1. The use of ibid. is now discouraged in favor of shortened citations as per the 17th edition of CMOS (section 14.34). In footnotes citing the same source as the one preceding, use a shortened form of the citation, as in note 1 below. The title of the work may also be omitted if the previous note includes the title, as in note 2 below.

Example:

1. Harvey, “Modernity and Modernism,” 12.

2. Harvey, 13. [/citation_1_25_rev]

  1. Aside from ibid., Chicago style offers cross-referencing for multiple notes with repeated content (especially for longer, discursive notes). Remember: a note number should never appear out of order.

Example:

1. Michel Foucault, “The Means of Correct Training” in The Foucault Reader, ed. Paul Rabinow (New York: Pantheon, 1984), 188.

3. See note 1 above.

Sample of notes in Chicago Style Paper

Chicago Bibliography

Bibliography  is inserted at the end of your paper; any source that you use needs to be included in the bibliography section and cited in the text.

  • Indent all lines after the first line in the entry (hanging indent); the lines should be indented one-half inch (1.27 cm) from the left margin of your paper.
  • Invert authors’ names: Last Name, First Name.
    Example: Clifton, Lucille.
  • The reference list is always alphabetized by the first word in the reference entry (from A to Z).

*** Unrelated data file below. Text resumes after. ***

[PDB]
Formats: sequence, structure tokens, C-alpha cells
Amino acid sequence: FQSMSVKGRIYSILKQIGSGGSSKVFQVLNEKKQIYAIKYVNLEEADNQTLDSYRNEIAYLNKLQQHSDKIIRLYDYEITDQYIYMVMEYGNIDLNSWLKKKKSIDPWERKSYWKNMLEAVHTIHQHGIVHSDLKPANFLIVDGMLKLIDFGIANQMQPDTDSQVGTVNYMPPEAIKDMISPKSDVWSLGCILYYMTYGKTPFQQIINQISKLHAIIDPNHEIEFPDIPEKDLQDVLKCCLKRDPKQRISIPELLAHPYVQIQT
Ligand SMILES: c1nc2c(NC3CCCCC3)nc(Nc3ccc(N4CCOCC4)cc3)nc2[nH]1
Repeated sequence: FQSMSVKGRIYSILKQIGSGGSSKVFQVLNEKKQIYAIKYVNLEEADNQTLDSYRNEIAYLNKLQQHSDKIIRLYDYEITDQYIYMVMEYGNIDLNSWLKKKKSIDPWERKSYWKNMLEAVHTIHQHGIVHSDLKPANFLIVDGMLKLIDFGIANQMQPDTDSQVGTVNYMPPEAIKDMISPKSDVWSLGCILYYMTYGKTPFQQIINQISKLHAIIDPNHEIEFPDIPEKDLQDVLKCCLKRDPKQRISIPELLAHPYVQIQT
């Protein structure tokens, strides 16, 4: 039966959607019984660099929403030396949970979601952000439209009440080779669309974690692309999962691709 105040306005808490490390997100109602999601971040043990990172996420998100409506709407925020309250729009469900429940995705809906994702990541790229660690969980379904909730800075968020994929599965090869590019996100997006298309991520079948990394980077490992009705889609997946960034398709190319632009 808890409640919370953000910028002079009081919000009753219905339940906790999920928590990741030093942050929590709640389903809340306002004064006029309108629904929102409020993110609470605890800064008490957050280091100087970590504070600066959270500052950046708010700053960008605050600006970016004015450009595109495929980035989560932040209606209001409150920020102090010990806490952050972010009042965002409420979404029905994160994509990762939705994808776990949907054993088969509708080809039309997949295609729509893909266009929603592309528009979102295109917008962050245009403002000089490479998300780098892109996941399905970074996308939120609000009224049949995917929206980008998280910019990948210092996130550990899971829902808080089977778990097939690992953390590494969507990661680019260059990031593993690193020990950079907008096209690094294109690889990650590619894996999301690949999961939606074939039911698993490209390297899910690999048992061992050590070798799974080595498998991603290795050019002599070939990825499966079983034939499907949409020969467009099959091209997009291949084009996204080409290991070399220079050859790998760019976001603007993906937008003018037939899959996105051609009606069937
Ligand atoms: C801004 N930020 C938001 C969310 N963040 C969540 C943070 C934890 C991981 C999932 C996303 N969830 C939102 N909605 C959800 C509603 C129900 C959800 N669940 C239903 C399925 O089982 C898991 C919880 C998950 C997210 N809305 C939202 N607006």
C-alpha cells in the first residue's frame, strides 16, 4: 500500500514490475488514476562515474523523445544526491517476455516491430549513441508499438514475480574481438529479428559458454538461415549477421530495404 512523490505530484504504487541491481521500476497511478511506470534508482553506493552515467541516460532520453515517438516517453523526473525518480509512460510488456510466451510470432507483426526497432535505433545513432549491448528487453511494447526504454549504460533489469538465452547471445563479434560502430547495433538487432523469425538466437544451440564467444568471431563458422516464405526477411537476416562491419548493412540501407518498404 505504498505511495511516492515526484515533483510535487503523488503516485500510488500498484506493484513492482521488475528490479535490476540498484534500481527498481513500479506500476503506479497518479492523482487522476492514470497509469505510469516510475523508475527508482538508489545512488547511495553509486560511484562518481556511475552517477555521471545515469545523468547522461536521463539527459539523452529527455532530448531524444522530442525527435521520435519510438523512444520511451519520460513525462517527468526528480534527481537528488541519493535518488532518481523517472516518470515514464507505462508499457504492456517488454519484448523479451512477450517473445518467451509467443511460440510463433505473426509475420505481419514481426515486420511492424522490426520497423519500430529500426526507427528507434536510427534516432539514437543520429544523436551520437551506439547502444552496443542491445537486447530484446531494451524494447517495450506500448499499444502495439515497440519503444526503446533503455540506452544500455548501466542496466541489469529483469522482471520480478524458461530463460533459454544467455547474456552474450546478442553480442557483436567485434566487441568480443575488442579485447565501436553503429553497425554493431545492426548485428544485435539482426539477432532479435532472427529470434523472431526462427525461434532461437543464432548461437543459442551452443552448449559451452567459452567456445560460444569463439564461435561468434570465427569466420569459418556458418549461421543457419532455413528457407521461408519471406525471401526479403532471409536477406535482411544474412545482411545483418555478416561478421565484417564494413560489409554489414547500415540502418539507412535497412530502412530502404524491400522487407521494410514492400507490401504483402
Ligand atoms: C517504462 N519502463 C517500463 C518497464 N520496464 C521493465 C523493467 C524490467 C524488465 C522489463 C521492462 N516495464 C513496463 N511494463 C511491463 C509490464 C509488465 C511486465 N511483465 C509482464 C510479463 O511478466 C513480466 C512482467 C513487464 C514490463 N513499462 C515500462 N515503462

• When alphabetizing titles or group names as authors, go by the first significant word (disregard a, an, the)
  • All words except for articles and prepositions should be capitalized.
  • Italicization is applied to books and periodical journals’ titles.
  • Double quotation marks are used for the titles of articles and book chapters.
Chicago Style Bibliography Example

Chicago Bibliography Remark

If citing sacred texts, such as the Jewish or Christian scriptures, remember that they are usually mentioned in parenthetical citations or notes rather than in bibliographies. Such citations include book (in roman and usually abbreviated), chapter, and verse. A colon is used between chapter and verse. The traditional abbreviations use periods, but the shorter forms do not.

Examples:

Traditional abbreviations:
4. 1 Thess. 4:11, 5:2–5, 5:14.
5. Heb. 13:8, 13:12.
6. Gen. 25:19–36:43.

Shorter abbreviations:
7. 2 Sm 11:1–17, 11:26–27; 1 Chr 10:13–14.
8. Jo 5:9–12; Mt 26:2–5.

Chicago Book Citation

Single author

Bibliography:

Structure:

Last Name, First Name. Title of Book. Place of publication: Publisher, Year of publication. [/citation_1_25]

Example:

Fetherston, Trevor. Becoming an Effective Teacher. Victoria: Thomson Learning, 2007.

Footnote citation:

Structure:

1.First Name Last Name, Title of Book (Place of publication: Publisher, Year of publication), page number.

Example: